This study was conducted to determine a possible relationship between regular cell phone use and different human semen attributes. The history-taking of men in our university clinic was supplemented with questions concerning cell phone use habits, including possession, daily standby position and daily transmission times. Semen analyses were performed by conventional methods. Statistics were calculated with SPSS statistical software. A total of 371 were included in the study. The duration of possession and the daily transmission time correlated negatively with the proportion of rapid progressive motile sperm (r = − 0.12 and r = − 0.19, respectively), and positively with the proportion of slow progressive motile sperm (r = 0.12 and r = 0.28, respectively). The low and high transmitter groups also differed in the proportion of rapid progressive motile sperm (48.7% vs. 40.6%). The prolonged use of cell phones may have negative effects on the sperm motility characteristics. [Link: Read this study]
Over the past decade, the use of mobile phones has increased significantly. However, with every technological development comes some element of health concern, and cell phones are no exception. Recently, various studies have highlighted the negative effects of cell phone exposure on human health, and concerns about possible hazards related to cell phone exposure have been growing. This is a comprehensive, up-to-the-minute overview of the effects of cell phone exposure on human health. The types of cell phones and cell phone technologies currently used in the world are discussed in an attempt to improve the understanding of the technical aspects, including the effect of cell phone exposure on the cardiovascular system, sleep and cognitive function, as well as localized and general adverse effects, genotoxicity potential, neurohormonal secretion and tumour induction. [Link: Read this study]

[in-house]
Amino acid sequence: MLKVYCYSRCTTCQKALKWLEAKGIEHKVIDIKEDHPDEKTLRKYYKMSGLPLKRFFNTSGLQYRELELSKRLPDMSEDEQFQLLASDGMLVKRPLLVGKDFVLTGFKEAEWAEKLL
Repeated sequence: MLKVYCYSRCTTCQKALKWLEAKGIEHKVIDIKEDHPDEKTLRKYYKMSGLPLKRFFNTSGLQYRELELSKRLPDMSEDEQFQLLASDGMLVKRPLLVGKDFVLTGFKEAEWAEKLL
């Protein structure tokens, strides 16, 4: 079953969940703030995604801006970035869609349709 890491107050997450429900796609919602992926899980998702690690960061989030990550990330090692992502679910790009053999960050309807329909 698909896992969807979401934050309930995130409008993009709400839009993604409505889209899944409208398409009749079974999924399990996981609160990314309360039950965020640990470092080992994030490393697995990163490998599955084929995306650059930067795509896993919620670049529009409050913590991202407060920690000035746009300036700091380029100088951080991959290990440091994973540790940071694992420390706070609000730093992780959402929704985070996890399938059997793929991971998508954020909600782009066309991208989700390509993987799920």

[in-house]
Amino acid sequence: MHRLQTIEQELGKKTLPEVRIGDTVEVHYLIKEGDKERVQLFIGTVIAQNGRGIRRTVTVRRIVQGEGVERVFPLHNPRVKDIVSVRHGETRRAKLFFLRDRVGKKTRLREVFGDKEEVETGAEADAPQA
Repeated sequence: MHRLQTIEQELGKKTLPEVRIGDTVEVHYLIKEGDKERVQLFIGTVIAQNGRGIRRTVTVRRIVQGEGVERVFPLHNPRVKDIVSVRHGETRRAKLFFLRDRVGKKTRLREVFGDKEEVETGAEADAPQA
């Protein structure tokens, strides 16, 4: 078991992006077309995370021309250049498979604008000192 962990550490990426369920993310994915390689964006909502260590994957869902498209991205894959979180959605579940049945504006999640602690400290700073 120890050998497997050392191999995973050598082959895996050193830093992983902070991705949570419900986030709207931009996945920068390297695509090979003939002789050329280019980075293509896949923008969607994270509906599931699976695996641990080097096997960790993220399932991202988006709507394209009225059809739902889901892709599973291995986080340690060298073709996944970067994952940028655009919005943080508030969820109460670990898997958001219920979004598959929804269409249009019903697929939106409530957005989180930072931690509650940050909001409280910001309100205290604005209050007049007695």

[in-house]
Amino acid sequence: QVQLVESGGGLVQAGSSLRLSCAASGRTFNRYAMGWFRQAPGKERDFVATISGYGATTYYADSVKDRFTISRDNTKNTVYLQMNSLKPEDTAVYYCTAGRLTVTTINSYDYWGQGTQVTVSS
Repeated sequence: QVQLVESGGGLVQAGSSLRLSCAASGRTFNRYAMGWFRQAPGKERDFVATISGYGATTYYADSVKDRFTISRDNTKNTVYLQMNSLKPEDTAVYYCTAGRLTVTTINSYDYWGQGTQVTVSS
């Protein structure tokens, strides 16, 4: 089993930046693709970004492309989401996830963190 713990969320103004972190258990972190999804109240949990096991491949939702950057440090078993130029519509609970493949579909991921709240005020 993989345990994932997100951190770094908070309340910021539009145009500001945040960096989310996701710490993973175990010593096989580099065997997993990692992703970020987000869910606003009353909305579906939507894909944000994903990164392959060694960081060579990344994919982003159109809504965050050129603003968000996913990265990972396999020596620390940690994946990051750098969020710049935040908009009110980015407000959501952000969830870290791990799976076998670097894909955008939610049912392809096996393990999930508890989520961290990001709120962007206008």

The radiofrequency electromagnetic radiation (RF-EMR) produced by cell phones can enhance the excitability of the brain and has recently been classified as carcinogenic. The suggested use of hands-free kits lowers the exposure to the brain, but it might theoretically increase exposure to the reproductive organs. This report summarizes the potential effects of RF-EMR on reproductive potentials in both males and females. [Link: Read this study]
Mobile phones usage has seen an exponential growth recently. With this increasing demand, the amount of electromagnetic radiation (EMR) exposed is also increasing. Hence, we studied the effect of these radiations on ejaculated human semen and speculate the contribution of these harmful radiations in male infertility. Samples exposed to EMR showed a significant decrease in sperm motility and viability, increase in reactive oxygen species (ROS) and DNA fragmentation index (DFI) compared to unexposed group. We concluded that mobile phones emit electromagnetic waves which lead to oxidative stress in human semen and also cause changes in DNA fragmentation. We extrapolate these findings to speculate that these radiations may negatively affect spermatozoa and impair male fertility. [Link: Read this study]
This is an in-vitro pilot study which established the effect of radiofrequency radiation (RFR) from 2.4 GHz laptop antenna on human semen. Ten samples of the semen, collected from donors between the ages of 20 and 30 years were exposed when the source of the RFR was in active mode. Sequel to the exposure, both the exposed samples and another ten unexposed samples from same donors were analysed for sperm concentration, motility and morphology grading. A test of significance between results of these semen parameters using Mann-Whitney U-test at 0.05 level of significance showed a significant effect of RFR exposure on the semen parameters considered. [Link: Read this study]
Concern has arisen over human exposures to radio frequency electromagnetic radiation (RFEMR), including a recent report indicating that regular mobile phone use can negatively impact upon human semen quality. These effects would be particularly serious if the biological effects of RFEMR included the induction of DNA damage in male germ cells. In this study, mice were exposed to 900 MHz RFEMR at a specific absorption rate of approximately 90 mW/kg inside a waveguide for 7 days at 12 h per day. Following exposure, DNA damage to caudal epididymal spermatozoa was assessed by quantitative PCR (QPCR) as well as alkaline and pulsed-field gel electrophoresis. The treated mice were overtly normal and all assessment criteria, including sperm number, morphology and vitality were not significantly affected. Gel electrophoresis revealed no gross evidence of increased single- or double-DNA strand breakage in spermatozoa taken from treated animals. [Link: Read this study]